Again, while several methods of eliminating this contact exist, one method that's particularly effective is to use a resilient channel system to mount the drywall. Now instead of the vibrations of the drywall transferring to the stud, the new mounting system isolates the two parts. With the resilient channel, however, care needs to be taken not to "short out" the system accidentally by making contact with a stud in the wall, rendering the whole system useless. Additionally, these decoupled pieces should not physically touch one another, and any air gaps should be sealed with a silicone-type acoustic caulk.

Adding mass
Another way, usually used in conjunction with the other methods, is to simply make the wall harder to move. Either add another layer of drywall to the existing drywall with a product such as Green Glue (which acts as a shock absorber, transferring the energy of the sound to heat), or simply sandwich a material like Mass Loaded Vinyl (MLV) into the wall to make the travel of vibrations more difficult.

The renter's dilemma
So what happens if it's not in your interest – or even possible – to make such invasive additions to your current space? You'll definitely have to sacrifice the quality of your soundproofing, but sometimes your only option is to upgrade your current space as best you can. Some small additions aren't invasive or don't require general construction know-how.

Sealing windows and doors
These are naturally the proverbial "chink in the armor" of any room. If you have basic single-glazed windows, and you can afford to lose the view, shuttering it off with a combination of heavy plywood and mineral wool/fiberglass may be your best bet. There are kits that can be purchased to modify existing windows, but in most cases, temporarily eliminating the window is probably your best option.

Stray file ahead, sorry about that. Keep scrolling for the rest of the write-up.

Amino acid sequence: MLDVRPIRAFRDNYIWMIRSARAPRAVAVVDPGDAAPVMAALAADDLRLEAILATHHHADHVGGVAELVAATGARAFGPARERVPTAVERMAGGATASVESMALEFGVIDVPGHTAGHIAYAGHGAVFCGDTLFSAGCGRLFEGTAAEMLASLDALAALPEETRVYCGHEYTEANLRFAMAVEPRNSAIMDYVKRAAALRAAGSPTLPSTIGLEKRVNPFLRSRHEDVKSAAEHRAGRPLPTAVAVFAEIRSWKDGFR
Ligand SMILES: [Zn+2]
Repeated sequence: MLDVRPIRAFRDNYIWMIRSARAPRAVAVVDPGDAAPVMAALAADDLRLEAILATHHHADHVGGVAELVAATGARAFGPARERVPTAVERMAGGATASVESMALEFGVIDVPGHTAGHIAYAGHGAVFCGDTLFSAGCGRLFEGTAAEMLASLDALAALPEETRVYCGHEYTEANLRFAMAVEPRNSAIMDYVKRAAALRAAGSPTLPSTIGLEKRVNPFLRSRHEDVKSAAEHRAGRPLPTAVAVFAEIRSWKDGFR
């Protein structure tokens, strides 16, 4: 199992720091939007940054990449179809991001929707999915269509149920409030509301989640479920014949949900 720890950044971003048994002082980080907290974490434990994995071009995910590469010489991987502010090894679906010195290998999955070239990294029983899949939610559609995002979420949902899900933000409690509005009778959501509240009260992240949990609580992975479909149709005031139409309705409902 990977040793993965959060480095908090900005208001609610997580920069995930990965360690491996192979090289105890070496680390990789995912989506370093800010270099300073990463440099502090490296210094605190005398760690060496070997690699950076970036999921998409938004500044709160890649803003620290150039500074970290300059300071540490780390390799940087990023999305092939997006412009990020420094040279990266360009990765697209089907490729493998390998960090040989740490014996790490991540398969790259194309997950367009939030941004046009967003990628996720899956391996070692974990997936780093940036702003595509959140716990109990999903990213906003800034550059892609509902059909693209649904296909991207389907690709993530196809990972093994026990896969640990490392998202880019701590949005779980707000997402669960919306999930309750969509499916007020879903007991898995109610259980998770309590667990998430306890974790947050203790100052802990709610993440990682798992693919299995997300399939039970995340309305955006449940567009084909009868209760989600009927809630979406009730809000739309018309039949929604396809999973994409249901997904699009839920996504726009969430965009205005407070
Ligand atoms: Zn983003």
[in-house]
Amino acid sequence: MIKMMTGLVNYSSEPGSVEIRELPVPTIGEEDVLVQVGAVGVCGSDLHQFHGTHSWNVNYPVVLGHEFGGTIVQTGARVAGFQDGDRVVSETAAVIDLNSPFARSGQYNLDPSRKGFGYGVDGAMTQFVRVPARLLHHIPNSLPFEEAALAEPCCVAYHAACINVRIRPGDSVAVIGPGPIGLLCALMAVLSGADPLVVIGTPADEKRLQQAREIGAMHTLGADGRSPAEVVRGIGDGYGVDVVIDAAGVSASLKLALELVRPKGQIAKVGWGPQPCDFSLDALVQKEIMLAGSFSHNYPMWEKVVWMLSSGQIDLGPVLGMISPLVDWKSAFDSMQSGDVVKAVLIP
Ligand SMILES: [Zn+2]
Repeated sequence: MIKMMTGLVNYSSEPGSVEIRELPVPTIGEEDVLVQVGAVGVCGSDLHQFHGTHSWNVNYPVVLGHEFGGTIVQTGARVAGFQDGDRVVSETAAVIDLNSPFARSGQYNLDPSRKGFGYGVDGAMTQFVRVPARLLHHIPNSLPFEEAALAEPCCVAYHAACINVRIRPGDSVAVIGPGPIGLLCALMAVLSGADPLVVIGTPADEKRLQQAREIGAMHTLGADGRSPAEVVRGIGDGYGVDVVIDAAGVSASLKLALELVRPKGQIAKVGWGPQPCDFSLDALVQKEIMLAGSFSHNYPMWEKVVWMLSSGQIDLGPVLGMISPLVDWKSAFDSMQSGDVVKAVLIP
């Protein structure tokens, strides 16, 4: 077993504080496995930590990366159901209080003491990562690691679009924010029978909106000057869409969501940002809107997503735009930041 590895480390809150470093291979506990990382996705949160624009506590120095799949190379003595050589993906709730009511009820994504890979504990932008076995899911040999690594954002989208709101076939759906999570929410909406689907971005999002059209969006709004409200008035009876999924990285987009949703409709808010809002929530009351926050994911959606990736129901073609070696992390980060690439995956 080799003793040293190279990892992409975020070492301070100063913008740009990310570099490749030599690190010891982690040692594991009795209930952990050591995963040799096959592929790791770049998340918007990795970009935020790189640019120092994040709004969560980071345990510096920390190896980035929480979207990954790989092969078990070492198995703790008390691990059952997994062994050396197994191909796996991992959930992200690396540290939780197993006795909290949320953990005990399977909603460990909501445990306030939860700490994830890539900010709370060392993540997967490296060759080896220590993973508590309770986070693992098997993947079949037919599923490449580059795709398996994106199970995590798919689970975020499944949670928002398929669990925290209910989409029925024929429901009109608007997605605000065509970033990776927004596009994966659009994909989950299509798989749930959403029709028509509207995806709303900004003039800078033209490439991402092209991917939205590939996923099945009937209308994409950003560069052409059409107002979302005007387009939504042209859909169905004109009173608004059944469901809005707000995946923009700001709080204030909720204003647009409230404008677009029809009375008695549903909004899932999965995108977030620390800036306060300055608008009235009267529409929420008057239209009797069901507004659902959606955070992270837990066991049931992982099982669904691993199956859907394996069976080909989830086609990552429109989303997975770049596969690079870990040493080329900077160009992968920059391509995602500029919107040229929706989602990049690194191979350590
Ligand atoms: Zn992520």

Standard hollow interior doors offer little in the way of soundproofing qualities, and should be replaced if possible. Otherwise, if the door must stay as is, any attempt to increase the mass of the door (soundboard, MLV) in addition to ensuring a good seal all around the door (including the threshold) will yield a better result. Some sort of thick neoprene door seal at your local big box hardware store will offer a wallet-friendly place to start. After applying, check to make sure there are no leaks or gaps around the seals – a flashlight and a friend can be helpful here. If the option exists to hang a second door to make an "airlock" of sorts, this will almost always yield a better result than the thickest and most treated of single doors.

Decoupling individual items
Obviously this is not as effective as treating the whole room properly, but removing specific sound sources themselves from the structure can be helpful. This goes for monitors, speaker cabinets, subwoofers, and even entire drum kits. Products like Auralex's ISO-Series exist to help with this decoupling.

Applying as many of these methods as possible will yield you a far better rehearsal or recording experience, but as with any project, know when you're out of your league! If you need to consult someone who knows (and I mean actually knows) what they're doing, don't hesitate to do so. There's no shame in getting a second opinion, and the money "saved" in DIY projects can quickly be canceled out by the accompanying medical bills or invoices for plumbers, electricians, etc.